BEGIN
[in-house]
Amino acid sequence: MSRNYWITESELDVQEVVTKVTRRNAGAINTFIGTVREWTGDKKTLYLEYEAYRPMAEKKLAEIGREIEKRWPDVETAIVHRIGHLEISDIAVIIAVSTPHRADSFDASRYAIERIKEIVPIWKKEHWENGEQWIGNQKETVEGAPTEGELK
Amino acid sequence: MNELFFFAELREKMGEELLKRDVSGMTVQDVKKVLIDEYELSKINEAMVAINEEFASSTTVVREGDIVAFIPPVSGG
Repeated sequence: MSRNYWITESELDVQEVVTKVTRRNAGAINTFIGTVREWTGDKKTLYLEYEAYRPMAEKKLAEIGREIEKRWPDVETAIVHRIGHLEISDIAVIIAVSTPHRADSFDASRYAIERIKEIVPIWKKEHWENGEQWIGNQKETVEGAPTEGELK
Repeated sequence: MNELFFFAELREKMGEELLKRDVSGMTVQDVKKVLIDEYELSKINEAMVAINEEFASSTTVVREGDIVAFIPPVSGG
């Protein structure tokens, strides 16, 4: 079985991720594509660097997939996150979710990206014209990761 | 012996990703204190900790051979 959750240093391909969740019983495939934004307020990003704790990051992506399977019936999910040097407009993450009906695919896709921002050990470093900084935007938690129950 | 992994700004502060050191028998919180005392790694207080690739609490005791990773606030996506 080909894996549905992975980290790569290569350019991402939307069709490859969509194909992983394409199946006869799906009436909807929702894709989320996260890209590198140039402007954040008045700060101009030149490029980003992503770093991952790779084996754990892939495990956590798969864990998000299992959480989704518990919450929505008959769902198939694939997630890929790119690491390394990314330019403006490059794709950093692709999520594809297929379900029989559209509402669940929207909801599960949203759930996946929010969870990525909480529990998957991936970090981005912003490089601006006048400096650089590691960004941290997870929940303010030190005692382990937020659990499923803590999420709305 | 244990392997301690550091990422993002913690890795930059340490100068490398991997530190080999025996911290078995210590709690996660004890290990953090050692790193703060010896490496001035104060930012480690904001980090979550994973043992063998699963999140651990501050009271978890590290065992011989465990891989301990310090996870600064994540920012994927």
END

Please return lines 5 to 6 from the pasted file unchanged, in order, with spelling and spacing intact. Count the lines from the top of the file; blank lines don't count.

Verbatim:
Repeated sequence: MNELFFFAELREKMGEELLKRDVSGMTVQDVKKVLIDEYELSKINEAMVAINEEFASSTTVVREGDIVAFIPPVSGG
């Protein structure tokens, strides 16, 4: 079985991720594509660097997939996150979710990206014209990761 | 012996990703204190900790051979 959750240093391909969740019983495939934004307020990003704790990051992506399977019936999910040097407009993450009906695919896709921002050990470093900084935007938690129950 | 992994700004502060050191028998919180005392790694207080690739609490005791990773606030996506 080909894996549905992975980290790569290569350019991402939307069709490859969509194909992983394409199946006869799906009436909807929702894709989320996260890209590198140039402007954040008045700060101009030149490029980003992503770093991952790779084996754990892939495990956590798969864990998000299992959480989704518990919450929505008959769902198939694939997630890929790119690491390394990314330019403006490059794709950093692709999520594809297929379900029989559209509402669940929207909801599960949203759930996946929010969870990525909480529990998957991936970090981005912003490089601006006048400096650089590691960004941290997870929940303010030190005692382990937020659990499923803590999420709305 | 244990392997301690550091990422993002913690890795930059340490100068490398991997530190080999025996911290078995210590709690996660004890290990953090050692790193703060010896490496001035104060930012480690904001980090979550994973043992063998699963999140651990501050009271978890590290065992011989465990891989301990310090996870600064994540920012994927």